Where’s Romeo? (again…) (2.4.1-12)


MERCUTIO     Where the dev’l should this Romeo be?

                        Came he not home tonight?

BENVOLIO      Not to his father’s, I spoke with his man.

MERCUTIO     Why, that same pale hard-hearted wretch, that Rosaline,

                        Torments him so, that he will sure run mad.

BENVOLIO      Tybalt, the kinsman to old Capulet,

                        Hath sent a letter to his father’s house.

MERCUTIO     A challenge, on my life.

BENVOLIO      Romeo will answer it.

MERCUTIO     Any man that can write may answer a letter.

BENVOLIO      Nay, he will answer the letter’s master, how he dares, being dared.


(Is there a running gag here? so many scenes or exchanges begin, Where’s Romeo?) We imagine Mercutio and Benvolio entering in conversation, and there’s a marked change of pace: if Romeo has exited at a run, dragging the Friar after him, Mercutio and Benvolio stroll in (they’re not really worried about where Romeo is, they’re used to him disappearing). The urgent, rapid-fire rhyming couplets of the previous scene give way to very loose blank verse, which sometimes lapses (I don’t mean that in a pejorative sense) into prose. It can be played as very morning after the night before, although in performance we’re more likely to see stylish sunglasses and double espressos than McMuffins and full-fat Coke. There’s an ongoing sense that Romeo’s a bit of a worry in general, and also that his friends – and his servant, his man (and as we’ve just seen, Friar Lawrence) – keep a closer eye on him than his parents do. (An anachronistic concern, probably, but it does point up the play’s generational divide.) Mercutio’s comment about Rosaline has the air of something that’s been said many times before, but it jars a bit: we know how much everything has changed, and yet Romeo’s best friends don’t.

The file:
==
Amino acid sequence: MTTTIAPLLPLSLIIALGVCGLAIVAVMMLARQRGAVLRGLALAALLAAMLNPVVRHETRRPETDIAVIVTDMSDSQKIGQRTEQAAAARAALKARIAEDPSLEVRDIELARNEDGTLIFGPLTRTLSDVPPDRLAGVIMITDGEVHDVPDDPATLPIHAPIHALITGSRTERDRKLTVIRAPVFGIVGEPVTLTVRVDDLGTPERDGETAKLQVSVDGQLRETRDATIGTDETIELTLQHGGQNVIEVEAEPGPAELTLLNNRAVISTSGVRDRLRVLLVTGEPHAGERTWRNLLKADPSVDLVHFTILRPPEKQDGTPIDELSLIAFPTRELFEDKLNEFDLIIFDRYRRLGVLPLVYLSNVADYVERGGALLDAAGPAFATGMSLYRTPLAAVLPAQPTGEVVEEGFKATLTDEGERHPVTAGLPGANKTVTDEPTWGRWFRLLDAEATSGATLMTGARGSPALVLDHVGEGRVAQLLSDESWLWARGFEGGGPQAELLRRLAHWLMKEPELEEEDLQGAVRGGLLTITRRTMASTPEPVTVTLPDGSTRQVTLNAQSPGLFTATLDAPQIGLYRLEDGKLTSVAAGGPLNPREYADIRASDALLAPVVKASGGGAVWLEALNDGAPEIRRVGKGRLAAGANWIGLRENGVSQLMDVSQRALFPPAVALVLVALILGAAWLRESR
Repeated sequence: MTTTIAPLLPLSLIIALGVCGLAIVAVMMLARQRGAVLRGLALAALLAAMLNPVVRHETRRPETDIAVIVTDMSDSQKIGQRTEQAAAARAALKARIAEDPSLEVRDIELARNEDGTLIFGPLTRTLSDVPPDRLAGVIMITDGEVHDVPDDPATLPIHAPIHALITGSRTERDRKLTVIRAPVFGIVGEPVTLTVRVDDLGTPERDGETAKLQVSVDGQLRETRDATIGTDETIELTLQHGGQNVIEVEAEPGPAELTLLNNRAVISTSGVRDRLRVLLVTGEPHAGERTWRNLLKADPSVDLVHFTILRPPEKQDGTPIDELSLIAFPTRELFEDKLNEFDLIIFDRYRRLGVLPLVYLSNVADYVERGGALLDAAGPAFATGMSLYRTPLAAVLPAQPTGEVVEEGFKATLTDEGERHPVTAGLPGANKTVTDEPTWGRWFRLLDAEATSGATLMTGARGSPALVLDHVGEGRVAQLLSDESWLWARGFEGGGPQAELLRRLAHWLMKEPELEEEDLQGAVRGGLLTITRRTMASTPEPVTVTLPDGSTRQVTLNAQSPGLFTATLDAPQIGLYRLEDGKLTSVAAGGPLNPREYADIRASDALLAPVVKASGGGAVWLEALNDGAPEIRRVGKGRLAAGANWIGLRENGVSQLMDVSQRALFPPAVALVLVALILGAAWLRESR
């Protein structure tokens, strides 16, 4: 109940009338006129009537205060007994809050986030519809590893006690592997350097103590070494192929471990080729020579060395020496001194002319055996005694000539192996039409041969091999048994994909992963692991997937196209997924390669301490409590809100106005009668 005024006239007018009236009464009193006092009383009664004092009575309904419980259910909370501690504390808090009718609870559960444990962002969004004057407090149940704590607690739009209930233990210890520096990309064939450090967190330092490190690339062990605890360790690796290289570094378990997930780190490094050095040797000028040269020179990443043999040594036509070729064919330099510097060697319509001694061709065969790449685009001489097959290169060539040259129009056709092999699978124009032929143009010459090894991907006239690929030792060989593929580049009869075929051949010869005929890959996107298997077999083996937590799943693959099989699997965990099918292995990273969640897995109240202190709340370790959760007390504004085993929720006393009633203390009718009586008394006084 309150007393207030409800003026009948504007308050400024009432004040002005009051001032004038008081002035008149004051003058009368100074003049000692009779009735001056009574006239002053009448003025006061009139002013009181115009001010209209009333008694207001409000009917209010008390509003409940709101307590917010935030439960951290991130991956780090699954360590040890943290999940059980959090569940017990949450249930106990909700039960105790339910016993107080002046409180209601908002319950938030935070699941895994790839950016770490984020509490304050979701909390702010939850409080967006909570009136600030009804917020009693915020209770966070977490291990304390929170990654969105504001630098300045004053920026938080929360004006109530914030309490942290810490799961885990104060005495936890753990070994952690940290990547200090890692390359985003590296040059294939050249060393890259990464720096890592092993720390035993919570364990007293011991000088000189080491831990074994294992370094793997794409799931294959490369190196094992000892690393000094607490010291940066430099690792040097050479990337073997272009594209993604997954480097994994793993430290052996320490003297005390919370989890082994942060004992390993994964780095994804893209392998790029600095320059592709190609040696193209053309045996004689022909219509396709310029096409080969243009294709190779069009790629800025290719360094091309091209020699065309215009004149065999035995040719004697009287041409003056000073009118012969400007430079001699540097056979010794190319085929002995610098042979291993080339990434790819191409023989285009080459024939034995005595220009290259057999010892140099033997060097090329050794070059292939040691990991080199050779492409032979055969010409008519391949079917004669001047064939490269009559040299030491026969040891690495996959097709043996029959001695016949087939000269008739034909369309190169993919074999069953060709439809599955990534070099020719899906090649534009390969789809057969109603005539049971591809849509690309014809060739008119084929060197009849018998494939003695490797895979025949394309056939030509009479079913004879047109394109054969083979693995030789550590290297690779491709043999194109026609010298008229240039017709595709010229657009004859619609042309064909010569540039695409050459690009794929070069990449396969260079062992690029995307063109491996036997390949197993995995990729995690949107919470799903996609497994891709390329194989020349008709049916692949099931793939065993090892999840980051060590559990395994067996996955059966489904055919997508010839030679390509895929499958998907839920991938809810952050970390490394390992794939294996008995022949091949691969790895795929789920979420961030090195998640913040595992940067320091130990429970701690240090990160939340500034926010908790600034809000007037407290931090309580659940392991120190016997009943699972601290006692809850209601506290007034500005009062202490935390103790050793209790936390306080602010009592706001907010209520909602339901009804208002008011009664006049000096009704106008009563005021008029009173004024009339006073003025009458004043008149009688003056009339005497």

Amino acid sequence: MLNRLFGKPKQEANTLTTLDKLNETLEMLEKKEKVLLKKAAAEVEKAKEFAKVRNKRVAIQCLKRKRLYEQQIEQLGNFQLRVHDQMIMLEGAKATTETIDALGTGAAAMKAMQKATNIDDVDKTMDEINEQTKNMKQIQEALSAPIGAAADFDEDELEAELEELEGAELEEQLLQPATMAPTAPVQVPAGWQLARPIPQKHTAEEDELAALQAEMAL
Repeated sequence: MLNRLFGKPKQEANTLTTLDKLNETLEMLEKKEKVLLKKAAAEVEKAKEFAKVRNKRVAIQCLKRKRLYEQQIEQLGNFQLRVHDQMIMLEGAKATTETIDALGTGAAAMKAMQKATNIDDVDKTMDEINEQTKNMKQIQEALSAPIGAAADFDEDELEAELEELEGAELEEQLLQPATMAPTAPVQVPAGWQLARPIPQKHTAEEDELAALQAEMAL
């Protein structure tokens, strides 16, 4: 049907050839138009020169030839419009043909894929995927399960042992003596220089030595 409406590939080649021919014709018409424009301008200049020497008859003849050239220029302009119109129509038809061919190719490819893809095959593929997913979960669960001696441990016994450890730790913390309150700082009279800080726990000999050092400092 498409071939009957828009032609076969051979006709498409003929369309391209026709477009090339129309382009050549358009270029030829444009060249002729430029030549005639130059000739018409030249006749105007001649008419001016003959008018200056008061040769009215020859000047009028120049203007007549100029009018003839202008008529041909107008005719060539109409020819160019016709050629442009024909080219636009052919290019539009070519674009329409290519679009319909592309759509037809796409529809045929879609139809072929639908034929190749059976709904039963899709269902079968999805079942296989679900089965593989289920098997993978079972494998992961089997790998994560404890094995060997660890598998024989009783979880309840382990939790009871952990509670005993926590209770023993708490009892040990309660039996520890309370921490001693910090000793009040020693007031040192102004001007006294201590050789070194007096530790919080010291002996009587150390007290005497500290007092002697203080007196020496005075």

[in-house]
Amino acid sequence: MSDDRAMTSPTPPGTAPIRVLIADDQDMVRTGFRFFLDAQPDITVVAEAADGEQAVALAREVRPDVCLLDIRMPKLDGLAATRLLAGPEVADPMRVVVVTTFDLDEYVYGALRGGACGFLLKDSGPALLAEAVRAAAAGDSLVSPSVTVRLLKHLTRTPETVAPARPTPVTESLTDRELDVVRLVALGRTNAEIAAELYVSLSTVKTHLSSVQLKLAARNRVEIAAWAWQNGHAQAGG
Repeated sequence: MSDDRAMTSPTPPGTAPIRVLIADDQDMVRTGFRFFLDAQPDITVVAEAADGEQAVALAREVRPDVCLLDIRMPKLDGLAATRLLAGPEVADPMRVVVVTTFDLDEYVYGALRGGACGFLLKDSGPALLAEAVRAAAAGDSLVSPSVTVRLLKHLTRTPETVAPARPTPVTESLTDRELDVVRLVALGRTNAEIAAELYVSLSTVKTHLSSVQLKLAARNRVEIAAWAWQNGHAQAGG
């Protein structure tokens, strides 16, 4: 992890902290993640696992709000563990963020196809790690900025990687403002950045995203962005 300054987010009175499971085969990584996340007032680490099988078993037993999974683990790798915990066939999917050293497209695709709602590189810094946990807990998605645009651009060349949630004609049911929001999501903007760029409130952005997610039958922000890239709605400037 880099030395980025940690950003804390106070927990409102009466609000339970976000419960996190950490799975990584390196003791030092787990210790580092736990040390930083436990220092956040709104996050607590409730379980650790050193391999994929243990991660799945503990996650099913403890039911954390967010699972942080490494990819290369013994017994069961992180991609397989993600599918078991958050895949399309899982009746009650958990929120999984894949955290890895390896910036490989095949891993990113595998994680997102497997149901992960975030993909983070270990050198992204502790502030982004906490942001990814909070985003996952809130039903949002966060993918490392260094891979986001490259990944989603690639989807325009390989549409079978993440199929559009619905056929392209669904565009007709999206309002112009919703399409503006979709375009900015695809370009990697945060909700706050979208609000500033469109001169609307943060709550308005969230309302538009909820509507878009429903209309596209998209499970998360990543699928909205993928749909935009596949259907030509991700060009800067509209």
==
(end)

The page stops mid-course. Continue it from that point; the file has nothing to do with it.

The first few lines suggest that Benvolio and Mercutio are going to go over familiar ground – Romeo’s got to get over this, it’s not going anywhere, Rosaline’s such a [insert locker-room witticism here] – but then Benvolio changes tack and introduces a new concern: Tybalt. Although he qualifies his introduction, the kinsman to old Capulet, Tybalt’s reputation is clearly well-known, because Mercutio immediately knows what’s up:A challenge. Ears prick up; Mercutio likes a challenge. Benvolio’s response can be read in several ways: Romeo will answer it because he’s a man of honour and that’s a good thing; Romeo will answer it because he’s a man of honour and that’s a bit of a worry (because Tybalt is genuinely dangerous). Mercutio wants to turn it into banter:Any man that can write may answer a letter, but Benvolio really is concerned about this, so he pretends not to understand Mercutio, and is doggedly literal: Romeo will surely accept Tybalt’s challenge. There’s an echo here of the scene with the Capulet servant earlier in the play, where Romeo’s literacy has allowed him to read the guest list and so discover that Rosaline will be at the party. It seems another life, but it was only yesterday.

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